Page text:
There’s a soft spot in my heart for Arnot-Roberts, not quite to the level of Piedrasassi but I do love these guys. These were some of the first California Syrahs that made me realize how much I liked Syrah when it was done right. They make it from some classic California cool-climate vineyards like Clary Ranch, Griffins Lair, and the recently-acquired famed Que Syrah vineyard near Occidental. Their wines are not without controversy, they pick their fruit on the edge of ripeness and some would say the resulting wines are underripe and shortchange the gift of sunny climate that we have here in California.
I have found their Syrahs to be aromatically enticing, elegant, and perhaps a little light on the mid palate but that’s not anything that causes me any concern. I’d gladly exchange a little depth on the mid palate for an ethereal, elegant style of Syrah. I think their wines fit well into the pantheon of Syrah in California, someone has to be the counterpoint to the blocky, rich style that was so prevalent a few years ago.
Having said all that, the 2012 Griffin’s Lair isn’t missing anything on the mid palate. This is the first time I’ve tried their version of Griffin’s Lair and it has all that aromatic intensity of their other wines but this one matches it on the mid palate too. It’s an inky wine at 13.5%, one of the heftier wines that I’ve had from Arnot-Roberts. On first opening the nose has an earthy, almost dusty, gravelly aroma with some floral accents and fresh plum, black olives and blackberry. It’s a classic Syrah for me, and just plain delicious. Some of Arnot-Roberts’ other wines tend to take a little while to unfold in the glass. This one has a hedonistic quality that I think represents the vineyard well. It’s a fresh wine though, with a core of minerality that makes it unmistakably Arnot Roberts. I’d like to see how the wine ages too, I’d love to try it again in ten years.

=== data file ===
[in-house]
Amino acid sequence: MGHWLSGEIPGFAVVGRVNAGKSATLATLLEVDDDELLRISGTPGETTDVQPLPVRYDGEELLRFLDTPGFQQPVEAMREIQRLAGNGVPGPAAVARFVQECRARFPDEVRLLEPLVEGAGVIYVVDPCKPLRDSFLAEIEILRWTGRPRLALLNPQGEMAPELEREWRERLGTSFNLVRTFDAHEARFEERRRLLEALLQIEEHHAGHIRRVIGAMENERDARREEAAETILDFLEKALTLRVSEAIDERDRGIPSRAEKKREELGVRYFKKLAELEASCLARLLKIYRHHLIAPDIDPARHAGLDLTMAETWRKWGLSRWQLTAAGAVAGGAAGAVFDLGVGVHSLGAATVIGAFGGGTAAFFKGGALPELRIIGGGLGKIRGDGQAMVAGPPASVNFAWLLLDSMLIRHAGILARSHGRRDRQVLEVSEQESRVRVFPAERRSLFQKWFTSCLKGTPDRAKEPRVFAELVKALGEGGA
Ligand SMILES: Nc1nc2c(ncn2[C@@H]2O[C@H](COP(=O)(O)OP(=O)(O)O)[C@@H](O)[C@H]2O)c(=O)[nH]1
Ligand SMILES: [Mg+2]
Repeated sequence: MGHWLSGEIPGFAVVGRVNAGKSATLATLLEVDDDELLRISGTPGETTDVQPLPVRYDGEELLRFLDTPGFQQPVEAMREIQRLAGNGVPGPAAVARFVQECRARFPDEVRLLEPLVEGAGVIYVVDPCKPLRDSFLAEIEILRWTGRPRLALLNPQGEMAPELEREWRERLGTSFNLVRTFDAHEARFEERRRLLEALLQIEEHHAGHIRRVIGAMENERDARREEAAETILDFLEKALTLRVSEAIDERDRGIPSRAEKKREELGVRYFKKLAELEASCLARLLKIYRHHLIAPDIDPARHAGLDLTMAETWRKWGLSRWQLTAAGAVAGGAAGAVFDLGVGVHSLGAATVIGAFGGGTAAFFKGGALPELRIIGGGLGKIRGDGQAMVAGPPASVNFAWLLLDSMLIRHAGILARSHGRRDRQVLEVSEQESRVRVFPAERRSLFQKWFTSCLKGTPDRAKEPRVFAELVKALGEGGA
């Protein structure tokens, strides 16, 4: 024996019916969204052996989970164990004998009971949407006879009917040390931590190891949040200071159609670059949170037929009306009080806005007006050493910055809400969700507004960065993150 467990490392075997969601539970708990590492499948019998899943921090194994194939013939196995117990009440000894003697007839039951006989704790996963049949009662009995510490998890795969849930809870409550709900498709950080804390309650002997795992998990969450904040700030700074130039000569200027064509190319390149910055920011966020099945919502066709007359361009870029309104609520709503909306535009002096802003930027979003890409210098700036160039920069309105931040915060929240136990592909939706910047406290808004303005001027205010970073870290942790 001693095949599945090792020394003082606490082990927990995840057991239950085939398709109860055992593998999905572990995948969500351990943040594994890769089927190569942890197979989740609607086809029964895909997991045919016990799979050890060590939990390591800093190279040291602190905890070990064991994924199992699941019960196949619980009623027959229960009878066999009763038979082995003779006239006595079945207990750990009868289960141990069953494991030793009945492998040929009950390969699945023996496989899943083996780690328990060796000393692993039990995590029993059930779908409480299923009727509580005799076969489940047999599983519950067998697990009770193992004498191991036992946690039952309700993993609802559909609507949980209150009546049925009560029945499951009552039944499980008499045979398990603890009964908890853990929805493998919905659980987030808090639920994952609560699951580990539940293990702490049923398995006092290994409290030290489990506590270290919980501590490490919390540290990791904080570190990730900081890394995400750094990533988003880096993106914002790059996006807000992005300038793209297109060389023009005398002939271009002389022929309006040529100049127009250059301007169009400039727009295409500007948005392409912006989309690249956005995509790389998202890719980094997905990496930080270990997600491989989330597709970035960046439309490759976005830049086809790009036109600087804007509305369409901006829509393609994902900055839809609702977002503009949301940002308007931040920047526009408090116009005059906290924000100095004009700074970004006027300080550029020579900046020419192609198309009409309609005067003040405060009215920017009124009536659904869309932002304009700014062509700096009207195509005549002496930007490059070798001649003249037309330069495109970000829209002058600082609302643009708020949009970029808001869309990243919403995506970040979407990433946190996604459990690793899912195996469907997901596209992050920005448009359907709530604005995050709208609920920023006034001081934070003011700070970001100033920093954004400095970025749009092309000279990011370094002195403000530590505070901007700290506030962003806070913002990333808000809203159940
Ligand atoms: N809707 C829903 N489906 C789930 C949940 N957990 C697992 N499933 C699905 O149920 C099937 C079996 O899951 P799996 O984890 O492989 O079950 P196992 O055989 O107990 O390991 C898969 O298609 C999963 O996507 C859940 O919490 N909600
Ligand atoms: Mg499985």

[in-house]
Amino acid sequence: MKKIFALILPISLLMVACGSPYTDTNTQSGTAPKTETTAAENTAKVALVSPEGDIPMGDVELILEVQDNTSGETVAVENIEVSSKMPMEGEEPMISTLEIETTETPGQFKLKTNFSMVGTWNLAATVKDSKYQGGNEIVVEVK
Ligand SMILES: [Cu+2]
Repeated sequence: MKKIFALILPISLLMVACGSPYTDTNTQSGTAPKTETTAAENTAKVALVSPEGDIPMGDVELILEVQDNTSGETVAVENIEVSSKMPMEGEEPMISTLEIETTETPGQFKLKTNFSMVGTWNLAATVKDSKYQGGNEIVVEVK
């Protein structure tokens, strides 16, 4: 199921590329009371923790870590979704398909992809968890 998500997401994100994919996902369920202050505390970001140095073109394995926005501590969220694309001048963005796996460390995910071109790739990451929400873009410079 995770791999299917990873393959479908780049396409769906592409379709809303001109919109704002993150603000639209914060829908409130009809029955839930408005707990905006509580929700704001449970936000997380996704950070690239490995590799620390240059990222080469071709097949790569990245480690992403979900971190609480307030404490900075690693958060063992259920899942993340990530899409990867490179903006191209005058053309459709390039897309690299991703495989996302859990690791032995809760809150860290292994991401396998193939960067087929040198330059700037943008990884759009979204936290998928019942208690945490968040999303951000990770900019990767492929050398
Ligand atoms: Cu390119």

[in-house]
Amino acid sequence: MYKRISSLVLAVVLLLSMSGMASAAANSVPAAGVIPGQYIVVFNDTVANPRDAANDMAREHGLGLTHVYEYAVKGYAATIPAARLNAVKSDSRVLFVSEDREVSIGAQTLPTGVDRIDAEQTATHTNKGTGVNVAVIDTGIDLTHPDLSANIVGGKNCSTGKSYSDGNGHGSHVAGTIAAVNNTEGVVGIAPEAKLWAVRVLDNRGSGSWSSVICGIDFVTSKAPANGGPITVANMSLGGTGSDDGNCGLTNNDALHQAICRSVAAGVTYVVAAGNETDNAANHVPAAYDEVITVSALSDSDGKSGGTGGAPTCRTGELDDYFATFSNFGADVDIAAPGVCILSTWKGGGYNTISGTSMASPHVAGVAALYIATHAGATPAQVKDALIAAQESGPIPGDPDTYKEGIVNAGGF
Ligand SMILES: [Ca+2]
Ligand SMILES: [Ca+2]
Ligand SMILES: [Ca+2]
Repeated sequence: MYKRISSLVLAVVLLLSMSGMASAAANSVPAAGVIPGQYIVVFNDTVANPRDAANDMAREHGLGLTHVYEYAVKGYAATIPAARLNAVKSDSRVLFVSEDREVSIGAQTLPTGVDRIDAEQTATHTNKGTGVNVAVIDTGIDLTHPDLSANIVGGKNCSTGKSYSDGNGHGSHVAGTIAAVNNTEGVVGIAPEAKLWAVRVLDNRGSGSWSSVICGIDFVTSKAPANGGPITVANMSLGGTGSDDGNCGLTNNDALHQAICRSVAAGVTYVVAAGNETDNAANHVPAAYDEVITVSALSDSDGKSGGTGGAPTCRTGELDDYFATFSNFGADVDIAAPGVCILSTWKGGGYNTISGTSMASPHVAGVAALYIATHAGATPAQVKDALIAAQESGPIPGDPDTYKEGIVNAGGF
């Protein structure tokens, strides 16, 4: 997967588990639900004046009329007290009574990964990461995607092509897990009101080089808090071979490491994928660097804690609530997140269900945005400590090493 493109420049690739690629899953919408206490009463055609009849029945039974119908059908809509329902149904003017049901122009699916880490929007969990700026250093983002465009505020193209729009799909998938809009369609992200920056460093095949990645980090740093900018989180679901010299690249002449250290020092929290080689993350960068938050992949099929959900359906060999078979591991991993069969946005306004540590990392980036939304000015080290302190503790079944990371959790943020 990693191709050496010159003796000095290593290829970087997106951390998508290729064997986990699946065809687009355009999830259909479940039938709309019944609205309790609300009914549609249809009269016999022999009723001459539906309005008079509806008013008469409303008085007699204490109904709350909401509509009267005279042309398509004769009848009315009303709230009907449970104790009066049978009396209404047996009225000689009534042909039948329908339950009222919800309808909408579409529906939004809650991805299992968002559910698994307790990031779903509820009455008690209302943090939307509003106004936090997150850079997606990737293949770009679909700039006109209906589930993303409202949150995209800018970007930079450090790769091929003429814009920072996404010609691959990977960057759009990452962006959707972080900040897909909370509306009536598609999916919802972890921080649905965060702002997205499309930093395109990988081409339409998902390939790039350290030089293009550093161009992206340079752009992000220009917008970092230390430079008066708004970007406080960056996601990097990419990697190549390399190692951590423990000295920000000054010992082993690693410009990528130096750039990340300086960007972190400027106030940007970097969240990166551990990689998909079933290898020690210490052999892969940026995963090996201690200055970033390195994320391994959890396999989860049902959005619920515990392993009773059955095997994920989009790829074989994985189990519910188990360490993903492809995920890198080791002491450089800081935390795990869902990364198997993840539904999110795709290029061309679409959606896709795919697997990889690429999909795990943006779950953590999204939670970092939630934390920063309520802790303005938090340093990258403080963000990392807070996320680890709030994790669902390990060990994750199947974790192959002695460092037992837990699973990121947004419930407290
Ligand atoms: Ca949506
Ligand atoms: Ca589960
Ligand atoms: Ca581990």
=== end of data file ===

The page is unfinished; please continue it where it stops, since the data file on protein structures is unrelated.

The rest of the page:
Griffin’s Lair itself was planted in 2000 in the Lakeville Road area of the Petaluma Gap. It’s a site most defined by it’s cooling, drying winds, producing acidity in the fruit while also making them intensely flavored. It’s a sweet spot for Syrah and picking before the fruit is too ripe allows for the savory side of the variety to shine. This is one of the better representations of cool climate Syrah that I’ve had from this vineyard.